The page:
Sylvan LaCue : Apologies In Advance

Sylvan LaCue : Apologies In Advance

Written by Delmar Napue

My happiness, self worth, and health are all dependent on how close I feel I am to my goals, a habit I pray I learn to break. I’m constantly stressing about the future while constantly being told that I’m only 20 and I have all the time in the world, but time isn’t enough for me, nothing seems to be enough for me. Every step I take in the name of progression leads me further down a rabbit hole filled cocktail of low confidence in my art, depression, and anxiety. I used to turn to different sources to help me find answers, after awhile I just wanted to find someone that understood.

Listening to Sylvan LaCue’s latest effort Apologies In Advance, I came away from the album feeling understood on multiple levels. Both the songs and the AA meeting styled skits provided me with a special sense of hope and motivation. Hearing youth echo the same thoughts and struggles I’ve had but also couple those issues with solutions let me know that I have the power to pull myself out of any cloud of confusion, and that’s a lesson that will remain true for the rest of my life.

What I feel Sylvan LaCue does best on this album is highlight the importance of community, communication, and vulnerability. The songs on this album are all introspective and relatable but the skits are a different animal altogether. Each skit highlights the system of reward in a community, a transaction of sorts. Having trust in your group leads to having the confidence to appear vulnerable, allowing for growth. Listening to each person share each insecurity or struggle after the next it’s clear that everyone is drawing power from the room as a whole.

In years to come I hope this album is recognized for being groundbreaking in terms of helping to further introduce the concept of therapy in Hip Hop. I myself have just come around to the idea of therapy in recent years but I know so many others still on the fence when they shouldn’t be. As a Black man, growing up around other black people, you were viewed as a crazy person if it was found that you go to therapy. As I get older I now understand that therapy is nothing more than maintenance for your brain and soul. Sylvan Lacue gave us an amazing album because it’s more than lyrical, it’s more than just great production, at the end of the day, the album is just a conversation many of us need.

Joe Budden Some Love Lost


Written by Delmar Napue

The third album in the “Love Lost” series is a series in which we see Joe dissect a bevy of issues taking place in his life. Issues like strained relationships, depression, drug use etc. These topics and more all overlap throughout the series but the album I feel most connected to is the “Some Love Lost” album, the second of the series. This album touches me so much because like him, and many others, I’m someone who’s had bouts with depression. Listening to this album is like having someone project and convey all the right tones and words to describe what I’m to scared to talk about, everything from self doubt, puzzling interactions, and conflicting thoughts you have when you’re under that dark cloud. Feelings that only a lyricist like Joe could describe are unraveled and analyzed through his clear but hazed eyes.Continue reading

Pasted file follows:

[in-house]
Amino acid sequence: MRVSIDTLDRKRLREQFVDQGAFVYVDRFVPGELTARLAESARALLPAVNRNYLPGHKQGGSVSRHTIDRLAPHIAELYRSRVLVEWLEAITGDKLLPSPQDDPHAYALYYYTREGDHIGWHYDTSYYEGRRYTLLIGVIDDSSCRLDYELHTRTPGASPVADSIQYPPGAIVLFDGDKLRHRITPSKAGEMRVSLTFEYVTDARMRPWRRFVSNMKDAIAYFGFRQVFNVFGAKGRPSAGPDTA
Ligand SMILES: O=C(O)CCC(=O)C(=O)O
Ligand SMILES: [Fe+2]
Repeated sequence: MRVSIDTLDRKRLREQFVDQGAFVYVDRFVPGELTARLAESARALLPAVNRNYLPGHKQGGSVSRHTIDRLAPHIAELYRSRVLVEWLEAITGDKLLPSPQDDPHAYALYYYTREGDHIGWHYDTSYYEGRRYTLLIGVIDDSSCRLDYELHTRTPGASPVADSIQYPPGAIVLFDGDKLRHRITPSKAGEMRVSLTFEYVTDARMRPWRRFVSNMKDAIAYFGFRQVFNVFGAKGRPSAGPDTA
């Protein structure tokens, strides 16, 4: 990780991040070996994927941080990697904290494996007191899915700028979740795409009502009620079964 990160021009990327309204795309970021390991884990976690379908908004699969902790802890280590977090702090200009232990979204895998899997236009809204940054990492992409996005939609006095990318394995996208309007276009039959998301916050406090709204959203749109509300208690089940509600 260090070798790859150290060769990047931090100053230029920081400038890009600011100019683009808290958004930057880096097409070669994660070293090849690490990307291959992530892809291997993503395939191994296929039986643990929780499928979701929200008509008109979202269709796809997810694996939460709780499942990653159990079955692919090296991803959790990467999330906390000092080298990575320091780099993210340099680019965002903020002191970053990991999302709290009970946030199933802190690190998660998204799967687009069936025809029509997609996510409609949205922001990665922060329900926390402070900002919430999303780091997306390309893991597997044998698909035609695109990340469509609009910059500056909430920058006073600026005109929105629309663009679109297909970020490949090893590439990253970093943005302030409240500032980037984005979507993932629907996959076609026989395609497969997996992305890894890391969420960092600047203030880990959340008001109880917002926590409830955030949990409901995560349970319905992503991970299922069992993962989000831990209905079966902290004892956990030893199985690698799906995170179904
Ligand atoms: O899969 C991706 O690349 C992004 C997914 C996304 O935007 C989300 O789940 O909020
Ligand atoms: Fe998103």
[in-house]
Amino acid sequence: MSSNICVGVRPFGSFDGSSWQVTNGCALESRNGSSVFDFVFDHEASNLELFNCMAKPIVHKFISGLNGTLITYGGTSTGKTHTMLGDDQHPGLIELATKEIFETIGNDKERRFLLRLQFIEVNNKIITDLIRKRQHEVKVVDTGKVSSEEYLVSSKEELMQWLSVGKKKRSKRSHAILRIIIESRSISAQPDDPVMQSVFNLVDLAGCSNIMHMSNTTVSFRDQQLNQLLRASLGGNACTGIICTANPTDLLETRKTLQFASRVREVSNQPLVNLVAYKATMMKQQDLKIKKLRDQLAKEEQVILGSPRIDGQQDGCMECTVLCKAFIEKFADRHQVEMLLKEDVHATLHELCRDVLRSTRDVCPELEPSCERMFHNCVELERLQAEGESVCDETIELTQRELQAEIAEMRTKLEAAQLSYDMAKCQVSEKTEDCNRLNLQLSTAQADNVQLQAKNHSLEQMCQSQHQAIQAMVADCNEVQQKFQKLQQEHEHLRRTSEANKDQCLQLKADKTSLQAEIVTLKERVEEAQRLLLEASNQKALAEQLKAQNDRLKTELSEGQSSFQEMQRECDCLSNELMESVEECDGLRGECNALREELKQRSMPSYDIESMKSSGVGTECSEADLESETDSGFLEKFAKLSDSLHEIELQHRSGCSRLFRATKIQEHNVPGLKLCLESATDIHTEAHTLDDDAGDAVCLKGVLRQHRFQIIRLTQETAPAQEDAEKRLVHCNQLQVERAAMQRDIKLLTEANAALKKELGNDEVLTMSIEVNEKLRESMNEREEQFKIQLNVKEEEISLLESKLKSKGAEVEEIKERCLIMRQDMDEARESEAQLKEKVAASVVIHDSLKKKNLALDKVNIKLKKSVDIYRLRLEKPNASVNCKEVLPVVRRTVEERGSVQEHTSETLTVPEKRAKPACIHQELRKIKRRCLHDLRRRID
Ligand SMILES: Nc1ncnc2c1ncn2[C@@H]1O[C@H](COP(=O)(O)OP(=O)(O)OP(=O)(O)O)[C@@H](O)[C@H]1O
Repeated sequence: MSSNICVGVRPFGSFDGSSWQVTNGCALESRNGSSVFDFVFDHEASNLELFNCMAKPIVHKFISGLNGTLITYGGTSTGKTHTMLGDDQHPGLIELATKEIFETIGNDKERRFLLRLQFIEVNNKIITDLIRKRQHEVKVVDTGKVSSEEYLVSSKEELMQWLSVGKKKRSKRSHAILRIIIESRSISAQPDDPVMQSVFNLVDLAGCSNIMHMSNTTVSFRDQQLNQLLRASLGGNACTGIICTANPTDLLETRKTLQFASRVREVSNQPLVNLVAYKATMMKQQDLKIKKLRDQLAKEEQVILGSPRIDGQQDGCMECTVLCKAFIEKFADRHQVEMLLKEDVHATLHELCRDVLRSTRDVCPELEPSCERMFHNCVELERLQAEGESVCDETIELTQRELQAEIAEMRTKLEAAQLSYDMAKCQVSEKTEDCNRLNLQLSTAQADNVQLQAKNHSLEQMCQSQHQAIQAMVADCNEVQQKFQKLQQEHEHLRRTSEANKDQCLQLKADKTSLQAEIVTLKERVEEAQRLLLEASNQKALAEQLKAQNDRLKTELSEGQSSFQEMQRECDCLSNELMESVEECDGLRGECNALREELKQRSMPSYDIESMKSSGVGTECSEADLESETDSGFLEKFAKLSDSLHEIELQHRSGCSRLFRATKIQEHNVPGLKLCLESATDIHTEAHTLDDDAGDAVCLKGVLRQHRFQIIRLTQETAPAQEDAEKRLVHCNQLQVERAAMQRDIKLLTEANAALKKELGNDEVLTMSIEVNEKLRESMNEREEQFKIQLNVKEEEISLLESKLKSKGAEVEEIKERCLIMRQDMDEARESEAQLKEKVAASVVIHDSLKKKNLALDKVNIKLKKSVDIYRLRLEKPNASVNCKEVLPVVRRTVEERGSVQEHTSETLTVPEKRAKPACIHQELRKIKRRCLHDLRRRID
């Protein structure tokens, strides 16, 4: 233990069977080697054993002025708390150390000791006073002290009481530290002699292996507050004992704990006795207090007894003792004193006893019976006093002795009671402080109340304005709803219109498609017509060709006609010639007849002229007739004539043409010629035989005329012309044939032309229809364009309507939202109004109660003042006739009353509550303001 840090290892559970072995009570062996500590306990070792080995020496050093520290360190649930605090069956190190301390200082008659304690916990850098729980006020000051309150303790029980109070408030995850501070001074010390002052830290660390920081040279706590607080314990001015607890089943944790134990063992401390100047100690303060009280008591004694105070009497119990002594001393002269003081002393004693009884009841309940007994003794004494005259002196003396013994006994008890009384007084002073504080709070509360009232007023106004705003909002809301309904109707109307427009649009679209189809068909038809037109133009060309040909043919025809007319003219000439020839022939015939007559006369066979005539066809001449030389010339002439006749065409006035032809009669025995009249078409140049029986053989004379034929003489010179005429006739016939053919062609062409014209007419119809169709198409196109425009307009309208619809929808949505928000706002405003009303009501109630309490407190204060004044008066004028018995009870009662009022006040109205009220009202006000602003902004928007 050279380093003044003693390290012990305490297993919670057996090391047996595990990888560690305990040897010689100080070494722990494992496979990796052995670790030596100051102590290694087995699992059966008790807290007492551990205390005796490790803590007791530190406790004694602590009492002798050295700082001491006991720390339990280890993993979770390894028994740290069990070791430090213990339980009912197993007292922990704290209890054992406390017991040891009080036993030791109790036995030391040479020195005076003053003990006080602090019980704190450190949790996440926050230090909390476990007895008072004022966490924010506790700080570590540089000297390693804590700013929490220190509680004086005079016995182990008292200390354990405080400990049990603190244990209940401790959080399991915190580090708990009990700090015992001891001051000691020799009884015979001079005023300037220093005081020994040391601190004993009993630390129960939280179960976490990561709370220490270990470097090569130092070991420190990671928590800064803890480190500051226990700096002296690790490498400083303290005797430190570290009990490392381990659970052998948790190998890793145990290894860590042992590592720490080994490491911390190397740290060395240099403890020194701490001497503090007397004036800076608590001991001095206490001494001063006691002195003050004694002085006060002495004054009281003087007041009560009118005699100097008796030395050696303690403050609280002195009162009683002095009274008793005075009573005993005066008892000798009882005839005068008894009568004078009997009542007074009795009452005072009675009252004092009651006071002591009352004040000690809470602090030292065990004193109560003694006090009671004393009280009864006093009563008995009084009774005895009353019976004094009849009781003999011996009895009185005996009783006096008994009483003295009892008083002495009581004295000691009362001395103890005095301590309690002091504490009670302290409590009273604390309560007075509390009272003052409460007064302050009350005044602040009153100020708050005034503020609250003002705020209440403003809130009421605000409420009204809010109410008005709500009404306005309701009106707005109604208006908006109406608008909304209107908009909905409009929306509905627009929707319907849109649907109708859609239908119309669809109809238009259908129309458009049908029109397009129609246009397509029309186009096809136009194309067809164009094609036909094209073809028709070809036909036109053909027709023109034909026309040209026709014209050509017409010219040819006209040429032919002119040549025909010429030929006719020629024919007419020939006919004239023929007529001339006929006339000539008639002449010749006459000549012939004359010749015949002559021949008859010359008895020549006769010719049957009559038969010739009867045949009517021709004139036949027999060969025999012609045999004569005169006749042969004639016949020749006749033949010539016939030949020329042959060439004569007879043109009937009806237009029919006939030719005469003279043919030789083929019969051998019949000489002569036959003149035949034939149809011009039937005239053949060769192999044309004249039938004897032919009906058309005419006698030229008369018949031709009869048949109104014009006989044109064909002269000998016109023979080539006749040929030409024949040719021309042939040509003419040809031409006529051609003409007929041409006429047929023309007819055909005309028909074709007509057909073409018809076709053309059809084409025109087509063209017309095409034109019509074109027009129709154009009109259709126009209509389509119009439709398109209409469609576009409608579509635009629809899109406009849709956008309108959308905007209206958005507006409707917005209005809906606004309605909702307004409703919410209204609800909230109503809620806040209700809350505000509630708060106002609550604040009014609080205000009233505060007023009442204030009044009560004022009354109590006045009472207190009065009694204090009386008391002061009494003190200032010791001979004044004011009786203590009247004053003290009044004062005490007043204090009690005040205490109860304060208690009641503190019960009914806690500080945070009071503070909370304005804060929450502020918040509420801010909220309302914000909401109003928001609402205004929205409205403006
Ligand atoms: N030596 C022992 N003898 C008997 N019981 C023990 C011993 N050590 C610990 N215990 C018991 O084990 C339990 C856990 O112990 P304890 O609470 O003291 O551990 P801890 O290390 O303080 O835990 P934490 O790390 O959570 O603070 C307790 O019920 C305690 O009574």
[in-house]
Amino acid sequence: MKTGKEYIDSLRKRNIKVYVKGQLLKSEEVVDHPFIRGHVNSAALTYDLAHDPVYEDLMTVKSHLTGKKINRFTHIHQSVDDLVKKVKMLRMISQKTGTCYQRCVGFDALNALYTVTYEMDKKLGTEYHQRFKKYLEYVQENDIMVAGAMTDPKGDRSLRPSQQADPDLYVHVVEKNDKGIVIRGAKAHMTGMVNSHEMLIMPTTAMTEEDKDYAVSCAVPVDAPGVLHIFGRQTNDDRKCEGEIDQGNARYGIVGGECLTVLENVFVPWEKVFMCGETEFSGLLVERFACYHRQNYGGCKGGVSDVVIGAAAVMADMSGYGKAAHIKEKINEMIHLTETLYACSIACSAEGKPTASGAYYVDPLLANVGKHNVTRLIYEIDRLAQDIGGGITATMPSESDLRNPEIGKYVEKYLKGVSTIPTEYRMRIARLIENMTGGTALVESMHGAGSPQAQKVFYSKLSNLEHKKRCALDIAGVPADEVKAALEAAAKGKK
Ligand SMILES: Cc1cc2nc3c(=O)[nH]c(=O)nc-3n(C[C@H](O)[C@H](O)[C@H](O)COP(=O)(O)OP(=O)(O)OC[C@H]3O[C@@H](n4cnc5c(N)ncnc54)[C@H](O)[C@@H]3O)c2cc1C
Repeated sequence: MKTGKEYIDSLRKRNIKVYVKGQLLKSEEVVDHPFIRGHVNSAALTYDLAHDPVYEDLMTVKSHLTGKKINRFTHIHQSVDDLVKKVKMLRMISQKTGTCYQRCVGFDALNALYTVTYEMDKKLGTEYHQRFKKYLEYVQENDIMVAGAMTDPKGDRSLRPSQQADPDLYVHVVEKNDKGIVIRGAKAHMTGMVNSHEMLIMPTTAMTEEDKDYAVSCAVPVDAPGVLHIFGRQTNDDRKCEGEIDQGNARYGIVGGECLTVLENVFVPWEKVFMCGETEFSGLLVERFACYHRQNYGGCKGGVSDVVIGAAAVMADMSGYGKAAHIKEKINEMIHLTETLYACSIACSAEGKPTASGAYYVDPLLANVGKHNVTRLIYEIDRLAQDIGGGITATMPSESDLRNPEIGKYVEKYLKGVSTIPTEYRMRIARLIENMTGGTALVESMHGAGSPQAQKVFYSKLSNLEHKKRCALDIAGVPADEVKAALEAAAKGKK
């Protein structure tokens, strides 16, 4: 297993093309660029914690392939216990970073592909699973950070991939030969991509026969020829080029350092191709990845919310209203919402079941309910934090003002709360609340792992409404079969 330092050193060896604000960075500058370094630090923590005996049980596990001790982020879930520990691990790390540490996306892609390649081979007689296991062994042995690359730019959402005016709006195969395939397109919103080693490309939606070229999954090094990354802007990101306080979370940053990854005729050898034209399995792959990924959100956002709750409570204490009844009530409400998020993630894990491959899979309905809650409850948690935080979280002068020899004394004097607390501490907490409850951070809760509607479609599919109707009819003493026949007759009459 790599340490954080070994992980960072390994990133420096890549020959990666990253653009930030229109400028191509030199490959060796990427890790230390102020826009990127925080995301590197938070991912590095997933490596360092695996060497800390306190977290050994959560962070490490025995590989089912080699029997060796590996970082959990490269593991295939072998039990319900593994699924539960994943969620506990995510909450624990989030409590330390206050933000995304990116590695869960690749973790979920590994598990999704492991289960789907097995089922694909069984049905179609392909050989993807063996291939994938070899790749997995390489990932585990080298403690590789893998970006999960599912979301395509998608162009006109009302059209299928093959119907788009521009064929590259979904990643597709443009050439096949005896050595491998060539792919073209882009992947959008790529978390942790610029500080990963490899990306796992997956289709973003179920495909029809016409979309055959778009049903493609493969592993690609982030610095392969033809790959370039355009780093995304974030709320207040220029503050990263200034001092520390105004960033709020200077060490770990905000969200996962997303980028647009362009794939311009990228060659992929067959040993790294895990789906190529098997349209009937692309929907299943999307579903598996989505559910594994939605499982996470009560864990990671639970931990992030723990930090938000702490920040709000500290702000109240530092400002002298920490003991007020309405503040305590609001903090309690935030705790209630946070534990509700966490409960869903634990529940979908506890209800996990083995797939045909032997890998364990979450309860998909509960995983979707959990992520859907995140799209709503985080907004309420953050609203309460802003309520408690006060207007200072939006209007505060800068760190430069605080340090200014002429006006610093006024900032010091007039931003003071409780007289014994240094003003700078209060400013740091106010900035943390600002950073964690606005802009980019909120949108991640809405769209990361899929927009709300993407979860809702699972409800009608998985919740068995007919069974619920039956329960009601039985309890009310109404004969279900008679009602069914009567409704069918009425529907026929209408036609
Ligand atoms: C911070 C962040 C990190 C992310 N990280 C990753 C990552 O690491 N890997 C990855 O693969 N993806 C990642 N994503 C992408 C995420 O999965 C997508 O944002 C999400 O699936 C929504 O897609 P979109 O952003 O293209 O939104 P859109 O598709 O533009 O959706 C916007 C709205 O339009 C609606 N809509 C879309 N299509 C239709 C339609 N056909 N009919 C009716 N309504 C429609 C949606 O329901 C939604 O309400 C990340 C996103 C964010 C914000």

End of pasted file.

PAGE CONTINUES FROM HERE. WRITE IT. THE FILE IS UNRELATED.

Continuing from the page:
Written by Delmar Napue (Purpose Pieces)

As a 20 year old black American man, who do I look to in media to represent me and my ideals? Where are my role models? Where is my representation? Year after year a new movement arrives, a new slogan attached, a new code of ethics introduced. For a long time now I looked for someone to include me in the discussion. Nipsey came along and told me i didn’t need their discussion. Nipsey told me to make my own discussion and include my own people. Nipsey’s career has reminded and proved everything Jay Z told me, I see now that ownership of yourself and your work isn’t some fluke thing. Nipsey is one of the few to take control of his fate and that’s why he’s so important to the game. He’s a role model for all and his latest effort “Victory Lap” is one of the greatest examples why.Continue reading

Jay-Z: MaNyfaCedGod A Short Film

Jay Z : MaNyfaCedGod A Short Film

Written by Delmar Napue

I’m an analytical over thinker. Something I work desperately at to change but deep down I know I won’t. I never learned how to let things in life be, I always assumed there was a formula for every situation. I had faith that the puzzle I constantly stared at and was stumped by would eventually be solved. It wasn’t, nor will it ever be. I’m starting to realize that sometimes in order to truly close the door you have to leave it open. Because maybe it was never your door to close. Continue reading

Meek Mill: Wins & Losses

Meek Mill : Wins & Losses

Written by Delmar Napue

Earlier this year Meek Mill released his highly anticipated 3rd studio album, “Wins & Losses”. An album surrounded by much speculation because of the drama filled 2 Years Meek has gone through. Both his haters and supporters eager to see if he can bounce back from the perceived “L’s” he’d taken. Many wondered if his relationship and break up with pop star Nicki Minaj, rap beefs with Drake and numerous others, along with the social media backlash would finally put a chink in his armor, and with the title “Wins & Losses”, for many, that theory was all but confirmed. Continue reading

Jhenè Aiko Trip

Jhenè Aiko : Trip

Written by Delmar Napue

No matter the gender or ethnicity one of the most common things humans do, is somehow manage to relate everything we come across in this world back to ourselves. It’s natural, this is one of the best tools we use to help us process and understand information. In my case, running through Jhenè Aiko’s album “Trip” time and time again has reinforced that, I am no different from anyone else. In this album JhenèContinue reading